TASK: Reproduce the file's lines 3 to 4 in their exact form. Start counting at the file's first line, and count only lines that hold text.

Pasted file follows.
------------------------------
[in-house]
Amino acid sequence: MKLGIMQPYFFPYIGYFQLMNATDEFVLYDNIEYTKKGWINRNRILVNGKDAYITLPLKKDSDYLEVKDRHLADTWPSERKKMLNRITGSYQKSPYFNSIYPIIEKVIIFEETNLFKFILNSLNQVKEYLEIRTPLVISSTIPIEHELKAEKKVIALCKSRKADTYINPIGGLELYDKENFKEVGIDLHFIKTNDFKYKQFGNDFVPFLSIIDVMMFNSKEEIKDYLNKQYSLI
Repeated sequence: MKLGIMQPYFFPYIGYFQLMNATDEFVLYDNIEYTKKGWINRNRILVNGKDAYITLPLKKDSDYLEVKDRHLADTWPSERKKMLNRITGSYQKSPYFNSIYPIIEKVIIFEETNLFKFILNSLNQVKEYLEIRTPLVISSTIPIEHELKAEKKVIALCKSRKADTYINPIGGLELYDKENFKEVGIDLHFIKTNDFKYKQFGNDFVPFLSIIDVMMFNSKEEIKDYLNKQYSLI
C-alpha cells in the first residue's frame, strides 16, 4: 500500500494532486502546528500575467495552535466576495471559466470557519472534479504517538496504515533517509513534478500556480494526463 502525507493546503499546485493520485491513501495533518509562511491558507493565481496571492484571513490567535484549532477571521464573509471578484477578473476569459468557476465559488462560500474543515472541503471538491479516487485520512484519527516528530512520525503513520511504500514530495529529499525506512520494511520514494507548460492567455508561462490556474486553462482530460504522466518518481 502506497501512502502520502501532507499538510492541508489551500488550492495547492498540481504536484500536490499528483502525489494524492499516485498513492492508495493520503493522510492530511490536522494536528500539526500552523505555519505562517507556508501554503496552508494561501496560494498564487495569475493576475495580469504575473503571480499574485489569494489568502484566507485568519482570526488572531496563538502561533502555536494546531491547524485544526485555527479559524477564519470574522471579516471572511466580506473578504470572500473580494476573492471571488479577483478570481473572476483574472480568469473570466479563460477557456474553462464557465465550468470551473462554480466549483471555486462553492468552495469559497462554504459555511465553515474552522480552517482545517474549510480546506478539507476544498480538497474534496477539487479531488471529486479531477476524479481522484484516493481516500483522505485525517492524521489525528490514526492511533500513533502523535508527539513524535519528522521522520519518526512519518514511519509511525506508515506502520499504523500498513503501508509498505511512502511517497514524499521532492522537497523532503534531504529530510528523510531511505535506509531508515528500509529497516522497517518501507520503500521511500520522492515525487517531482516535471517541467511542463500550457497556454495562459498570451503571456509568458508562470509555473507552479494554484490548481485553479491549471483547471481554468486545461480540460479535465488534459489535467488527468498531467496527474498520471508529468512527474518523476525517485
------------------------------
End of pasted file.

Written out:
Repeated sequence: MKLGIMQPYFFPYIGYFQLMNATDEFVLYDNIEYTKKGWINRNRILVNGKDAYITLPLKKDSDYLEVKDRHLADTWPSERKKMLNRITGSYQKSPYFNSIYPIIEKVIIFEETNLFKFILNSLNQVKEYLEIRTPLVISSTIPIEHELKAEKKVIALCKSRKADTYINPIGGLELYDKENFKEVGIDLHFIKTNDFKYKQFGNDFVPFLSIIDVMMFNSKEEIKDYLNKQYSLI
C-alpha cells in the first residue's frame, strides 16, 4: 500500500494532486502546528500575467495552535466576495471559466470557519472534479504517538496504515533517509513534478500556480494526463 502525507493546503499546485493520485491513501495533518509562511491558507493565481496571492484571513490567535484549532477571521464573509471578484477578473476569459468557476465559488462560500474543515472541503471538491479516487485520512484519527516528530512520525503513520511504500514530495529529499525506512520494511520514494507548460492567455508561462490556474486553462482530460504522466518518481 502506497501512502502520502501532507499538510492541508489551500488550492495547492498540481504536484500536490499528483502525489494524492499516485498513492492508495493520503493522510492530511490536522494536528500539526500552523505555519505562517507556508501554503496552508494561501496560494498564487495569475493576475495580469504575473503571480499574485489569494489568502484566507485568519482570526488572531496563538502561533502555536494546531491547524485544526485555527479559524477564519470574522471579516471572511466580506473578504470572500473580494476573492471571488479577483478570481473572476483574472480568469473570466479563460477557456474553462464557465465550468470551473462554480466549483471555486462553492468552495469559497462554504459555511465553515474552522480552517482545517474549510480546506478539507476544498480538497474534496477539487479531488471529486479531477476524479481522484484516493481516500483522505485525517492524521489525528490514526492511533500513533502523535508527539513524535519528522521522520519518526512519518514511519509511525506508515506502520499504523500498513503501508509498505511512502511517497514524499521532492522537497523532503534531504529530510528523510531511505535506509531508515528500509529497516522497517518501507520503500521511500520522492515525487517531482516535471517541467511542463500550457497556454495562459498570451503571456509568458508562470509555473507552479494554484490548481485553479491549471483547471481554468486545461480540460479535465488534459489535467488527468498531467496527474498520471508529468512527474518523476525517485